ROME (Reuters) - Italy is close to approving plans to sell its stake in Monte dei Paschi di Siena BMPS.MI and to cover most of the troubled Tuscan bank's capital needs of around 1 billion euros ($1.2 billion), a government source said.
Rome spent 5.4 billion euros on a 68% stake in Monte dei Paschi in 2017 to prevent Italy’s third-largest bank from buckling under bad debts following years of mismanagement.
That stake is worth just 1.1 billion euros at current market prices and must be sold by the end of next year to meet the terms of the bailout negotiated at the time with European Union competition authorities.
Last month, the Treasury asked Prime Minister Giuseppe Conte’s office to approve as soon as possible a decree detailing privatisation plans for Monte dei Paschi, a confidential document dated Aug. 10 and seen by Reuters showed.
The government source, who spoke on condition of anonymity, said a cabinet meeting might discuss the matter as early as this week. A second source confirmed this was a possibility.
State auditors have already approved the decree, of which Reuters has seen a draft, but Conte needs to sign off on it alongside the economy and industry ministers.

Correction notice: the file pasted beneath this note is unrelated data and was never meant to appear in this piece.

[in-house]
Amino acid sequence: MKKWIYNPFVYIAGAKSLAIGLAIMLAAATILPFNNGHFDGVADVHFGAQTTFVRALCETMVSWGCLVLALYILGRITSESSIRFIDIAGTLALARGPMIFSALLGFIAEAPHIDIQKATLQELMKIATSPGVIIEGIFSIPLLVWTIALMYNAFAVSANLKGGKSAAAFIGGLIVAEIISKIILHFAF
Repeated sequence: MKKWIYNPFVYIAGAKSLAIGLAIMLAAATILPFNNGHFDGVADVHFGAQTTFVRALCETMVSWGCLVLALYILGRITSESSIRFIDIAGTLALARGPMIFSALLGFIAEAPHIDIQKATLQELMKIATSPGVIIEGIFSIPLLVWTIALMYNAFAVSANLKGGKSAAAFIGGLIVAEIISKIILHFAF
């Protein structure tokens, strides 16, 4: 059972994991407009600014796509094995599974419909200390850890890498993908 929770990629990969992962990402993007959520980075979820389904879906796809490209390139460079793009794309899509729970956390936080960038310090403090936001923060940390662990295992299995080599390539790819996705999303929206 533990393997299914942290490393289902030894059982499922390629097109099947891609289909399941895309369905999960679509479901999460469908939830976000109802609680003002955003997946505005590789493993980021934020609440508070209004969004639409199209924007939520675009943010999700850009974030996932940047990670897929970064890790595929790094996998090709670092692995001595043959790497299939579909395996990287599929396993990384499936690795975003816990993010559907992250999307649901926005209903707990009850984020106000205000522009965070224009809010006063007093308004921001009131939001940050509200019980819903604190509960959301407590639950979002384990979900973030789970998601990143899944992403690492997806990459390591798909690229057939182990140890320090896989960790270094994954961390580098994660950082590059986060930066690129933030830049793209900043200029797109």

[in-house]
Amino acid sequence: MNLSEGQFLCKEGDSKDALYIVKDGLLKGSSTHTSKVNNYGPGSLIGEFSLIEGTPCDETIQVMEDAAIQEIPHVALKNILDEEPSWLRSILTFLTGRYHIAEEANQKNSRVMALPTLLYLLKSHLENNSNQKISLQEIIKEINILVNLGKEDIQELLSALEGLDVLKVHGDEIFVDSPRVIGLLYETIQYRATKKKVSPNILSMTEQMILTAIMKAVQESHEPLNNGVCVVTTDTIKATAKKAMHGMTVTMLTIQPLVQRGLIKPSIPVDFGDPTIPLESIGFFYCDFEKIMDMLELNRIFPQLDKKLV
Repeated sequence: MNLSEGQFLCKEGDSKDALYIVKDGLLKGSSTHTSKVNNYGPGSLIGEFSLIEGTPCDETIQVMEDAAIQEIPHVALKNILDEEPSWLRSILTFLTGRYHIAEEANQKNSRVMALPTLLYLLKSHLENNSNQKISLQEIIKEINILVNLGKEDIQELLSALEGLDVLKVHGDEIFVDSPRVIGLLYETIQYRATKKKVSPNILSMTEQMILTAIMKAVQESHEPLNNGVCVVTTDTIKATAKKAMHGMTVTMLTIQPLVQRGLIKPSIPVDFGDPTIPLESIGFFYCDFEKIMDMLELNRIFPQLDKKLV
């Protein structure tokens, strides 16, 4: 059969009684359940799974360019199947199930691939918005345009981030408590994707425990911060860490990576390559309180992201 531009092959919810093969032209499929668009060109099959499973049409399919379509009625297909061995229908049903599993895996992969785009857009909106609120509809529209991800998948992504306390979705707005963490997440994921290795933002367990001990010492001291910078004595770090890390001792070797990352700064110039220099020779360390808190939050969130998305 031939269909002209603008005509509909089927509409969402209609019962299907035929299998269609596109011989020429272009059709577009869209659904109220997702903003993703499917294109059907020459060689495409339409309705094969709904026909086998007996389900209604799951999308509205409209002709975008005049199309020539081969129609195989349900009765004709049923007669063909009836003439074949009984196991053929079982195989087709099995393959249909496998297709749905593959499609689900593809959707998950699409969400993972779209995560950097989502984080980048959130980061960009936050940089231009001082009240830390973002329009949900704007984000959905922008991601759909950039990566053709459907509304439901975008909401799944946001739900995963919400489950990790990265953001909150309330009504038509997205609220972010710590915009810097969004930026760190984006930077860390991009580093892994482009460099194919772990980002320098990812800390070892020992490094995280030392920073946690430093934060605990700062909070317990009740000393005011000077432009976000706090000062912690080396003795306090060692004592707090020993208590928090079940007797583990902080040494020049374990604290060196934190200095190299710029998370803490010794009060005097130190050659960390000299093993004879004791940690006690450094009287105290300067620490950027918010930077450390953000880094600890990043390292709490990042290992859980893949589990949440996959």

The decree authorises the Treasury to help Monte dei Paschi shed 8.1 billion euros in problem debts through a complex scheme involving state-owned bad loan manager AMCO.
This clean-up “is essential to give the bank the prospect of a lasting return to profitability ... and pave the way for the economy ministry to sell its holding,” the draft decree said.
The Treasury, the bank and AMCO had started discussing the transaction at the end of 2018, it added.
With the deal, Monte dei Paschi will cut its gross problem loans, which topped 40% of total lending before the bailout, to below 4%, less than the industry average, in an effort to entice potential buyers.
Monte dei Paschi said last week the European Central Bank was set to authorise the clean-up on condition it replenished its capital buffers, which the spin-off will erode.
To do that, the bank plans to issue up to 750 million euros in so-called Additional Tier 1 bonds, costly high-risk debt which counts towards a lender’s regulatory capital, one of the sources said.
The Treasury and Monte dei Paschi both declined to comment.
The ECB also wants Monte dei Paschi to boost its second-tier capital with a 250 million euro issue, the bank has said.
Italy, which has set aside up to 1.5 billion euros to increase capital at state-controlled firms, is allowed to cover up to 70% of the bank’s overall financing needs, while private investors must provide the rest.
Based on the draft decree, Rome can sell its holding through share offerings or through “direct negotiations or a merger”. Sources have told Reuters that Monte dei Paschi is looking for a merger partner.
($1 = 0.8381 euros)
Reporting by Giuseppe Fonte; Editing by Valentina Za and Alexander Smith
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